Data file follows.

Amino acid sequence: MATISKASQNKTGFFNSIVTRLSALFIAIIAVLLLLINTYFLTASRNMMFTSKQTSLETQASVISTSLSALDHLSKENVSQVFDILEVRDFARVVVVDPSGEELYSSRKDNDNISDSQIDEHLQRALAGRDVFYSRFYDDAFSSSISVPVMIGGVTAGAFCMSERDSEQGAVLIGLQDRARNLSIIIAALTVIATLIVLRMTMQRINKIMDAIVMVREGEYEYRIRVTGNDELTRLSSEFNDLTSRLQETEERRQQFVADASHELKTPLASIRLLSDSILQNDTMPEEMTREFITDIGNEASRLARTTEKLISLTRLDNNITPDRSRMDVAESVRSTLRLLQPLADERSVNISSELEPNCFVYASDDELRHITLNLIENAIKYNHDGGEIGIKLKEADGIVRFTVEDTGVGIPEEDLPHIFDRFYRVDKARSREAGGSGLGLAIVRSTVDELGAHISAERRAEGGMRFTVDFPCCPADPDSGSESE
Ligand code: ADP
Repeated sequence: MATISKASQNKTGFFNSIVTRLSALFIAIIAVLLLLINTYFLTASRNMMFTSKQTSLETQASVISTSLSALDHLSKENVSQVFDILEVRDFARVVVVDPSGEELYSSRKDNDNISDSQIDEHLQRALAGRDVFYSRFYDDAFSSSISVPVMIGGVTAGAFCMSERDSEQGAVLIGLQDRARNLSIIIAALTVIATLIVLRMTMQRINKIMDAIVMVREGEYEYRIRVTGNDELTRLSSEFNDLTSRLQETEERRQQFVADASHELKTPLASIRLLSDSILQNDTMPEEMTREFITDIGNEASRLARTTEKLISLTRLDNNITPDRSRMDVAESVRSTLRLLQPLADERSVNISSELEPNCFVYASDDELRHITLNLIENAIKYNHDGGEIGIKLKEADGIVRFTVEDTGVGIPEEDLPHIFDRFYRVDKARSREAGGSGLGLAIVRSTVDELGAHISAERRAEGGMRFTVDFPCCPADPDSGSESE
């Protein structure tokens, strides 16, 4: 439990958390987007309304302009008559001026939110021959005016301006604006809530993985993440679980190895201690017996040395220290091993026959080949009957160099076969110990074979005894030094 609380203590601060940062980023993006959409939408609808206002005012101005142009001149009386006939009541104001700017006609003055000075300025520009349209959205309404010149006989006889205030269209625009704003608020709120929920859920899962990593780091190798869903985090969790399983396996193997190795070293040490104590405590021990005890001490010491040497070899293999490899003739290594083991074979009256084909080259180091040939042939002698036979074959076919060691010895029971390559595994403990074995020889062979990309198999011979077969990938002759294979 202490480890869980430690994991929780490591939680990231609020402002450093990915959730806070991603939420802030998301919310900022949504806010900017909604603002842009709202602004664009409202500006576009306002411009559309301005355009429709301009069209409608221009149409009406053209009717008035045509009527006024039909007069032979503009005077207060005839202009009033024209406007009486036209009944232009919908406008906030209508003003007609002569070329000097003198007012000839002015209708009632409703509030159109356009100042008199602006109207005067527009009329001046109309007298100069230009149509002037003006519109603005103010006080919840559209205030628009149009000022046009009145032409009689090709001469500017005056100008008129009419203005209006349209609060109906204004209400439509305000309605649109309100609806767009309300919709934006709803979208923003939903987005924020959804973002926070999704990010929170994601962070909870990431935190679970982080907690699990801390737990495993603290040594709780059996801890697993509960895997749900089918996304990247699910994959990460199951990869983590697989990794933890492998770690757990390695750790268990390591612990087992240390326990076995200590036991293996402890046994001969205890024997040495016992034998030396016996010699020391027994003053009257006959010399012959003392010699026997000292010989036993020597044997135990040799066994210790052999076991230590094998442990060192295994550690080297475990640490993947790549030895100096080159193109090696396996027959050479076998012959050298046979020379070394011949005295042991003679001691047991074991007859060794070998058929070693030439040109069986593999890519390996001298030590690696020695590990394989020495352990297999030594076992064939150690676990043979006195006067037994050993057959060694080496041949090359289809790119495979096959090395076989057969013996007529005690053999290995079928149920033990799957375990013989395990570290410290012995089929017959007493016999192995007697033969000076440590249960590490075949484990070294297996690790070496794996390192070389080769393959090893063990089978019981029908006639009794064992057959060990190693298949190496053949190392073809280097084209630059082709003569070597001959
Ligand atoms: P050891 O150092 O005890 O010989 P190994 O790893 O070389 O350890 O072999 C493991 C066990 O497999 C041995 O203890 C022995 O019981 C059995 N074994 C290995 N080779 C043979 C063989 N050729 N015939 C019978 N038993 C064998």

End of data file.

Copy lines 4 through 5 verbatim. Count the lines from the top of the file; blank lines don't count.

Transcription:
């Protein structure tokens, strides 16, 4: 439990958390987007309304302009008559001026939110021959005016301006604006809530993985993440679980190895201690017996040395220290091993026959080949009957160099076969110990074979005894030094 609380203590601060940062980023993006959409939408609808206002005012101005142009001149009386006939009541104001700017006609003055000075300025520009349209959205309404010149006989006889205030269209625009704003608020709120929920859920899962990593780091190798869903985090969790399983396996193997190795070293040490104590405590021990005890001490010491040497070899293999490899003739290594083991074979009256084909080259180091040939042939002698036979074959076919060691010895029971390559595994403990074995020889062979990309198999011979077969990938002759294979 202490480890869980430690994991929780490591939680990231609020402002450093990915959730806070991603939420802030998301919310900022949504806010900017909604603002842009709202602004664009409202500006576009306002411009559309301005355009429709301009069209409608221009149409009406053209009717008035045509009527006024039909007069032979503009005077207060005839202009009033024209406007009486036209009944232009919908406008906030209508003003007609002569070329000097003198007012000839002015209708009632409703509030159109356009100042008199602006109207005067527009009329001046109309007298100069230009149509002037003006519109603005103010006080919840559209205030628009149009000022046009009145032409009689090709001469500017005056100008008129009419203005209006349209609060109906204004209400439509305000309605649109309100609806767009309300919709934006709803979208923003939903987005924020959804973002926070999704990010929170994601962070909870990431935190679970982080907690699990801390737990495993603290040594709780059996801890697993509960895997749900089918996304990247699910994959990460199951990869983590697989990794933890492998770690757990390695750790268990390591612990087992240390326990076995200590036991293996402890046994001969205890024997040495016992034998030396016996010699020391027994003053009257006959010399012959003392010699026997000292010989036993020597044997135990040799066994210790052999076991230590094998442990060192295994550690080297475990640490993947790549030895100096080159193109090696396996027959050479076998012959050298046979020379070394011949005295042991003679001691047991074991007859060794070998058929070693030439040109069986593999890519390996001298030590690696020695590990394989020495352990297999030594076992064939150690676990043979006195006067037994050993057959060694080496041949090359289809790119495979096959090395076989057969013996007529005690053999290995079928149920033990799957375990013989395990570290410290012995089929017959007493016999192995007697033969000076440590249960590490075949484990070294297996690790070496794996390192070389080769393959090893063990089978019981029908006639009794064992057959060990190693298949190496053949190392073809280097084209630059082709003569070597001959
Ligand atoms: P050891 O150092 O005890 O010989 P190994 O790893 O070389 O350890 O072999 C493991 C066990 O497999 C041995 O203890 C022995 O019981 C059995 N074994 C290995 N080779 C043979 C063989 N050729 N015939 C019978 N038993 C064998």